This backless bookcase design came to me roughly fifteen years ago, when we needed a small bookcase for our kitchen and the scraps of cherry I had on hand dictated a narrow-sided structure. I ended up really liking the unique effect created by the sides being slimmer than the shelves, making the whole piece appear to float off the wall.
In the years since I’ve enjoyed experimenting with different scales, from three shelves hanging on the wall to eight shelves standing floor to ceiling.
After milling the boards to their required sizes, the majority of the work is cutting lots of mortises clear through the sides starting with a router and template, then squaring them all up via hand chiseling.
Once the mortises are done (four per shelf, so 32 for the tall version!), I cut the corresponding tenons on the ends of each shelf.
The visible, or “through”, tenons are a key part of the design and there are three main treatments I’ve used on the ends. If they are going to protrude, then I’ll taper the ends. If not, then they’re left smooth. A few times I’ve put wedges in as well.
Once the joinery is complete on the sides and shelves it’s time for a dry assembly, to test the fit of the whole thing. Generally fine tuning of the joints is required to get it all worked out properly.
With everything fitting well, I’ll disassemble the whole thing and start working over every piece until each feels right to my hands. Some of this work is done with hand planes and chisels, and there is always a lot of sanding involved. This meticulous, time consuming part of the process is something the customer rarely sees, but it is a vital part of what separates hand crafted furniture from factory made products. I take pride in my work being good to touch.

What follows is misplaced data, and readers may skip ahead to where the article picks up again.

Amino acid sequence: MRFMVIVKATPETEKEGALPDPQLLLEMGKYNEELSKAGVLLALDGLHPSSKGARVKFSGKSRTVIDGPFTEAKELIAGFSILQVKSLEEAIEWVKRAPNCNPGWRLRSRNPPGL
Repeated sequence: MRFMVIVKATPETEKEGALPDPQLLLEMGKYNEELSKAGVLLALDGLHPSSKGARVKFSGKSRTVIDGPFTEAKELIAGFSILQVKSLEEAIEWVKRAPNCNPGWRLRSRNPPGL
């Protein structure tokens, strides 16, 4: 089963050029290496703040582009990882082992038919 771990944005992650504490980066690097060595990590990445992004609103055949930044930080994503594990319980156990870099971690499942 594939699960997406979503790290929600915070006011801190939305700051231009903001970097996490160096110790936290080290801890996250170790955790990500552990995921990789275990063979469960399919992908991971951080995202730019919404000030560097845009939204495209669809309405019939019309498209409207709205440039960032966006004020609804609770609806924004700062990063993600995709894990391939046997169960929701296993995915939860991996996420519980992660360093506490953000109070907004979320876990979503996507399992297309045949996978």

Cherry takes on a rich, warm tone over time due to exposure to light. I’ve recently been experimenting with sun tanning the cherry parts after sanding to accelerate that process before putting on finish. A few days can have a striking effect, and the piece will naturally continue this aging process.
When all of the parts are ready, I’ll move on to gluing up the piece. Glue ups are one of the only time sensitive (sometimes tense!) parts of woodworking. You’ve got only so much time before the glue starts to set, and it can be a challenge to get everything square due to the organic nature of the material.
Woodworkers never feel they have enough clamps, and one has to take care not to mar the finish with their unforgiving jaws by using blocks of wood known as “cauls”. In the case of the large version shown below I had to improvise several temporary attachments in order to rack the whole structure into a properly square shape. If the glue dries in the correct shape, it will hold that in the long run, but you only get one chance.
The glue dries fast, but the final steps of applying finish stretch out over several days, with generally one coat of an oil/polyurethane finish per day. The first coat produces striking results, bringing out the luster of the grain, but for most pieces I’ll do three to five coats total.
After the final coat, the oils will continue to cure for about a week, toughening up to protect the wood for years to come. A bit of care from time to time with paste wax and a soft cloth will help preserve the beauty of the wood.
The final result is a modern design built with time honored techniques which will look good in any space and hold up over time. On the medium and tall versions the shelf height and depth increases from top to bottom, providing a gracefully proportioned way to store books of all sizes.
The Open Bookcase is available in small, medium and tall versions, and is easily customizable in different woods or to fit specific spaces.